10/21/2021 | News release | Distributed by Public on 10/21/2021 01:34
Ample LNG inventories at Japan's main power utilities will bring some relief to the country's power sector as the peak winter demand season approaches, especially as spot LNG prices remain firm.
Utility LNG stocks were at the highest level in five years as of 15 October, reaching 2.3mn t compared with around 2.5mn t at the end of September, according to a survey by the country's trade and industry ministry (Meti). But this was higher by 44pc from a year earlier and by 28pc from the four-year average for that time of year.
Meti expects a low likelihood of Japan facing a power shortage this winter given current LNG stock levels. The power sector could avoid a repeat of the power shortages it experienced earlier this year even in the event of a cold snap if each utility continues to import LNG, the majority of which is procured under long-term contracts, as planned, Meti said.
Japan's power agency the Organization for Cross-Regional Coordination of Transmission Operators estimates that Japan will have around a 4pc surplus in electricity supplies of 9,668GWh, which can meet demand for about 3.5 days, at the end of February 2022 even if the coldest weather in the past decade hits the country. This was based on utilities' current fuel procurement plans and an unspecified ratio of unscheduled shutdown of power plants.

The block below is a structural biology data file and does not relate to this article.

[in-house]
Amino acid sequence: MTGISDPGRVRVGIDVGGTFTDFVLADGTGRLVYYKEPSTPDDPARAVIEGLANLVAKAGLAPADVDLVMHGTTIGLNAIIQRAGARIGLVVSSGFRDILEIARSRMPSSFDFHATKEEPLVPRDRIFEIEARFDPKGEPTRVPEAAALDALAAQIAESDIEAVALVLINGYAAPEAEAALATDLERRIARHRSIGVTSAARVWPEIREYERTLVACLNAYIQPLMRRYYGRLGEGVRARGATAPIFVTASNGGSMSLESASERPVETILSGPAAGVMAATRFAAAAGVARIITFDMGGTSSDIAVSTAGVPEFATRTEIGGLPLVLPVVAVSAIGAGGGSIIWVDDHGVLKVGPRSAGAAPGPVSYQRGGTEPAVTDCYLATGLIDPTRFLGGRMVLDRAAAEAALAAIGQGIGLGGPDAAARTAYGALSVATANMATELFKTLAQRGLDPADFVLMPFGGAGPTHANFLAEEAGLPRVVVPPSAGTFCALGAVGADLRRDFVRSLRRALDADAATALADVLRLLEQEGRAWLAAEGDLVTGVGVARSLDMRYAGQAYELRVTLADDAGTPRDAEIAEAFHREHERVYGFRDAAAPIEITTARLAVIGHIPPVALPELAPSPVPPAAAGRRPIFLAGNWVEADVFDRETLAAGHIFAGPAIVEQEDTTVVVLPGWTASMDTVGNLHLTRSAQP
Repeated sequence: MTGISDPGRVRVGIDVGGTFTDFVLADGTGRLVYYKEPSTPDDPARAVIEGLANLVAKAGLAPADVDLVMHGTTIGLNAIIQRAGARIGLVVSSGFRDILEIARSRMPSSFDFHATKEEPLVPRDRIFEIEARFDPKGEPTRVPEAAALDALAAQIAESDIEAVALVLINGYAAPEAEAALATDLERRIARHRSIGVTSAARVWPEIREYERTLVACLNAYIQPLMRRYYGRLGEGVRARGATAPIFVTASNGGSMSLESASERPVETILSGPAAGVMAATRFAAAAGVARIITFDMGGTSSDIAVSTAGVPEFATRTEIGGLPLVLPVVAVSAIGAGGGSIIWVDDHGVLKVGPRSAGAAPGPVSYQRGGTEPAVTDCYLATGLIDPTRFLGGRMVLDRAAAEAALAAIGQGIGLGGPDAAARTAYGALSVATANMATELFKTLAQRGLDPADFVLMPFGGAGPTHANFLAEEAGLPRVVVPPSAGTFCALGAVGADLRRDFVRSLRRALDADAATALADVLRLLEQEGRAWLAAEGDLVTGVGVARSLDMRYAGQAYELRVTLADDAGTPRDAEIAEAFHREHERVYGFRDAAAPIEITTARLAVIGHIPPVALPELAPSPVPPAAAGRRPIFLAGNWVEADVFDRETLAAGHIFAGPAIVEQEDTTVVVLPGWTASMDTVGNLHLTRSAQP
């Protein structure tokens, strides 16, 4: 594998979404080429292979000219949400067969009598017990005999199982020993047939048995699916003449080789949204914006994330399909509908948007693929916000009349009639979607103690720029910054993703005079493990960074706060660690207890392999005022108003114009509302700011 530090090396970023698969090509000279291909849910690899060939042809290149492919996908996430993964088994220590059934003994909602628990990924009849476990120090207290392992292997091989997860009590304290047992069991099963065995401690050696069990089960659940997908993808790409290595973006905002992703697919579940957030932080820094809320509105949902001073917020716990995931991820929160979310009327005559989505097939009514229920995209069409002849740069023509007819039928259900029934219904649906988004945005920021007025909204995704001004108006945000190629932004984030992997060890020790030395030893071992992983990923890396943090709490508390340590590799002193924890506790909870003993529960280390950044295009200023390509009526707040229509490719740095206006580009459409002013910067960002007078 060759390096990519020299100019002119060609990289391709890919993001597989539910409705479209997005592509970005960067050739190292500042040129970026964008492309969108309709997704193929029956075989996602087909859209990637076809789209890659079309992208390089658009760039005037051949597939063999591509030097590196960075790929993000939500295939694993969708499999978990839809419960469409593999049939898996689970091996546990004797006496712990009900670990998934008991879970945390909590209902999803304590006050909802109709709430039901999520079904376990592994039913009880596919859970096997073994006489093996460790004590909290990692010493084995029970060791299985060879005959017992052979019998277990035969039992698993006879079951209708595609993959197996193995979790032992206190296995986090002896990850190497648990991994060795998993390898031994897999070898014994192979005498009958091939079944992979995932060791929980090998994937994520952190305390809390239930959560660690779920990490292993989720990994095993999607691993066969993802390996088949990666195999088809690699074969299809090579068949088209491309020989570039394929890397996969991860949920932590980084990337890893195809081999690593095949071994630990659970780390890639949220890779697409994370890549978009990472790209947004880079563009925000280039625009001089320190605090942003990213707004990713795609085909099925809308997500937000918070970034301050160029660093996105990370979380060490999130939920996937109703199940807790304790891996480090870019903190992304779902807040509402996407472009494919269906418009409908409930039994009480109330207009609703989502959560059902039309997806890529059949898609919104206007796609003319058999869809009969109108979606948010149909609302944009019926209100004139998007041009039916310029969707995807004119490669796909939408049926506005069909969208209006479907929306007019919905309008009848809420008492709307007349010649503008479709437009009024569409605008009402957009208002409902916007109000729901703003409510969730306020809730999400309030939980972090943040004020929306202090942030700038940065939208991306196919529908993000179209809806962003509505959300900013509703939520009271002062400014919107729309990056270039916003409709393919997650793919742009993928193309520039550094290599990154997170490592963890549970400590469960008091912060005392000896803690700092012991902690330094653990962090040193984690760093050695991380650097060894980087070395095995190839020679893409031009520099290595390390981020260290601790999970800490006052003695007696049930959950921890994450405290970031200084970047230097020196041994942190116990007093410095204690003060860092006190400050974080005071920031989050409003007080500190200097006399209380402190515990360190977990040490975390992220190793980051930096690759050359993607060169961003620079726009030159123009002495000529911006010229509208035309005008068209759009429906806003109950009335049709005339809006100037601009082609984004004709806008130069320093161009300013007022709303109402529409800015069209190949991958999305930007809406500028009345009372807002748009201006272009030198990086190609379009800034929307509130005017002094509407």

At the same time Meti has warned that there remains a risk of Japan experiencing a power shortage if demand increases by more than expected and there is a large-scale disruption to power supplies. The government has called for cooperation among LNG importers on effective and flexible procurements in the event of an emergency.
Japanese utility Kyushu Electric Power recently agreed to partner up with domestic upstream firm Inpex and Thailand's state-controlled trading firm PTT on LNG optimisation to prepare for emergencies such as supply tightness.
LNG inventories at Japanese gas utilities, another major LNG consumer, also built up during the off-peak summer gas demand season. LNG stocks for city gas production stood at around 1.97mn t at the end of August, up by 2pc from about 1.93mn t a year earlier and by 9.4pc from around 1.8mn t, an average for the same period during 2015-19, according to a preliminary data from Meti.
Gas utilities did not suffer from any shortage of LNG and city gas supplies in January, unlike the power sector. Gas retailers instead helped supply LNG to power utilities upon request from the government.
By Motoko Hasegawa